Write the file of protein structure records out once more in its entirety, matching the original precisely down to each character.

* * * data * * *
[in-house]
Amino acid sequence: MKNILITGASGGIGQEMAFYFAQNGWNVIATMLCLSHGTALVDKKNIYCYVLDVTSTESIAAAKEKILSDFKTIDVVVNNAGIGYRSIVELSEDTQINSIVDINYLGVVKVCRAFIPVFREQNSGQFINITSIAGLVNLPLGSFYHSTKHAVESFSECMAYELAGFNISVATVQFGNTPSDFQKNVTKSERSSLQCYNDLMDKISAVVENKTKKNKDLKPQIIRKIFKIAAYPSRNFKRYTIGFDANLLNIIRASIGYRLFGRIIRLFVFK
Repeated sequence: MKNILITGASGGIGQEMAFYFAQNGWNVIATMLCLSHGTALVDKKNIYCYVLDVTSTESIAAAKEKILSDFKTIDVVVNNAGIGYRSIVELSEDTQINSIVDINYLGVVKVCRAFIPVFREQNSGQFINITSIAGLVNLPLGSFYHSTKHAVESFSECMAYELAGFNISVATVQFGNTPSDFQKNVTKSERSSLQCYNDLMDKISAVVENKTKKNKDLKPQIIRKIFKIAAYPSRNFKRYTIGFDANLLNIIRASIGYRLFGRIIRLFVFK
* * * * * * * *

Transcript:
[in-house]
Amino acid sequence: MKNILITGASGGIGQEMAFYFAQNGWNVIATMLCLSHGTALVDKKNIYCYVLDVTSTESIAAAKEKILSDFKTIDVVVNNAGIGYRSIVELSEDTQINSIVDINYLGVVKVCRAFIPVFREQNSGQFINITSIAGLVNLPLGSFYHSTKHAVESFSECMAYELAGFNISVATVQFGNTPSDFQKNVTKSERSSLQCYNDLMDKISAVVENKTKKNKDLKPQIIRKIFKIAAYPSRNFKRYTIGFDANLLNIIRASIGYRLFGRIIRLFVFK
Repeated sequence: MKNILITGASGGIGQEMAFYFAQNGWNVIATMLCLSHGTALVDKKNIYCYVLDVTSTESIAAAKEKILSDFKTIDVVVNNAGIGYRSIVELSEDTQINSIVDINYLGVVKVCRAFIPVFREQNSGQFINITSIAGLVNLPLGSFYHSTKHAVESFSECMAYELAGFNISVATVQFGNTPSDFQKNVTKSERSSLQCYNDLMDKISAVVENKTKKNKDLKPQIIRKIFKIAAYPSRNFKRYTIGFDANLLNIIRASIGYRLFGRIIRLFVFK